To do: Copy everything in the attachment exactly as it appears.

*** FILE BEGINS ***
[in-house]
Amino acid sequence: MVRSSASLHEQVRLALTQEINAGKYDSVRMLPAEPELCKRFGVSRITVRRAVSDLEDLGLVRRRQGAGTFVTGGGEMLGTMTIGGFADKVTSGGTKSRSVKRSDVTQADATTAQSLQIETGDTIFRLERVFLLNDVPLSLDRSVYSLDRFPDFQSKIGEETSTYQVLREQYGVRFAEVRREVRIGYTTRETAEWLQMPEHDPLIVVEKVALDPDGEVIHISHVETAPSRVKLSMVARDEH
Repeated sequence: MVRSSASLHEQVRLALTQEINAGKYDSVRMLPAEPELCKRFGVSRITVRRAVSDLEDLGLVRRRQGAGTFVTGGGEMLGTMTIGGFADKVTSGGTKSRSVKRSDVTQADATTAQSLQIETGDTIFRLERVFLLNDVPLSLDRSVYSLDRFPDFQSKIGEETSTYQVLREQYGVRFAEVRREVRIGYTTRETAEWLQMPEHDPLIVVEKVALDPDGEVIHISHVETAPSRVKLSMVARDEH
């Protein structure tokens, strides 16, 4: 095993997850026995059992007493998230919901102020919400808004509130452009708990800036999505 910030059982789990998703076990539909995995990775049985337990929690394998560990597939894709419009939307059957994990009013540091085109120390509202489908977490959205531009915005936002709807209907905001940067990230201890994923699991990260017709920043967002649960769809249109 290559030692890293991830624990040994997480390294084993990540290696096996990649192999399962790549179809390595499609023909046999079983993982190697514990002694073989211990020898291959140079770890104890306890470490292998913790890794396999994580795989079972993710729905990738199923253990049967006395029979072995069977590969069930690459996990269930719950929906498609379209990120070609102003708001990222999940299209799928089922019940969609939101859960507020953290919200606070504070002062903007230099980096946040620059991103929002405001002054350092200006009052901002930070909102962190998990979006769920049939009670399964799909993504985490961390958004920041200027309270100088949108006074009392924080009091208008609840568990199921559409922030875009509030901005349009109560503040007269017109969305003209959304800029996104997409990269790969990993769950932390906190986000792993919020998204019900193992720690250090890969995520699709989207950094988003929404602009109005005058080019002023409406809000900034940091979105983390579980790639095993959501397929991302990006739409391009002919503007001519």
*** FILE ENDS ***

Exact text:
[in-house]
Amino acid sequence: MVRSSASLHEQVRLALTQEINAGKYDSVRMLPAEPELCKRFGVSRITVRRAVSDLEDLGLVRRRQGAGTFVTGGGEMLGTMTIGGFADKVTSGGTKSRSVKRSDVTQADATTAQSLQIETGDTIFRLERVFLLNDVPLSLDRSVYSLDRFPDFQSKIGEETSTYQVLREQYGVRFAEVRREVRIGYTTRETAEWLQMPEHDPLIVVEKVALDPDGEVIHISHVETAPSRVKLSMVARDEH
Repeated sequence: MVRSSASLHEQVRLALTQEINAGKYDSVRMLPAEPELCKRFGVSRITVRRAVSDLEDLGLVRRRQGAGTFVTGGGEMLGTMTIGGFADKVTSGGTKSRSVKRSDVTQADATTAQSLQIETGDTIFRLERVFLLNDVPLSLDRSVYSLDRFPDFQSKIGEETSTYQVLREQYGVRFAEVRREVRIGYTTRETAEWLQMPEHDPLIVVEKVALDPDGEVIHISHVETAPSRVKLSMVARDEH
């Protein structure tokens, strides 16, 4: 095993997850026995059992007493998230919901102020919400808004509130452009708990800036999505 910030059982789990998703076990539909995995990775049985337990929690394998560990597939894709419009939307059957994990009013540091085109120390509202489908977490959205531009915005936002709807209907905001940067990230201890994923699991990260017709920043967002649960769809249109 290559030692890293991830624990040994997480390294084993990540290696096996990649192999399962790549179809390595499609023909046999079983993982190697514990002694073989211990020898291959140079770890104890306890470490292998913790890794396999994580795989079972993710729905990738199923253990049967006395029979072995069977590969069930690459996990269930719950929906498609379209990120070609102003708001990222999940299209799928089922019940969609939101859960507020953290919200606070504070002062903007230099980096946040620059991103929002405001002054350092200006009052901002930070909102962190998990979006769920049939009670399964799909993504985490961390958004920041200027309270100088949108006074009392924080009091208008609840568990199921559409922030875009509030901005349009109560503040007269017109969305003209959304800029996104997409990269790969990993769950932390906190986000792993919020998204019900193992720690250090890969995520699709989207950094988003929404602009109005005058080019002023409406809000900034940091979105983390579980790639095993959501397929991302990006739409391009002919503007001519």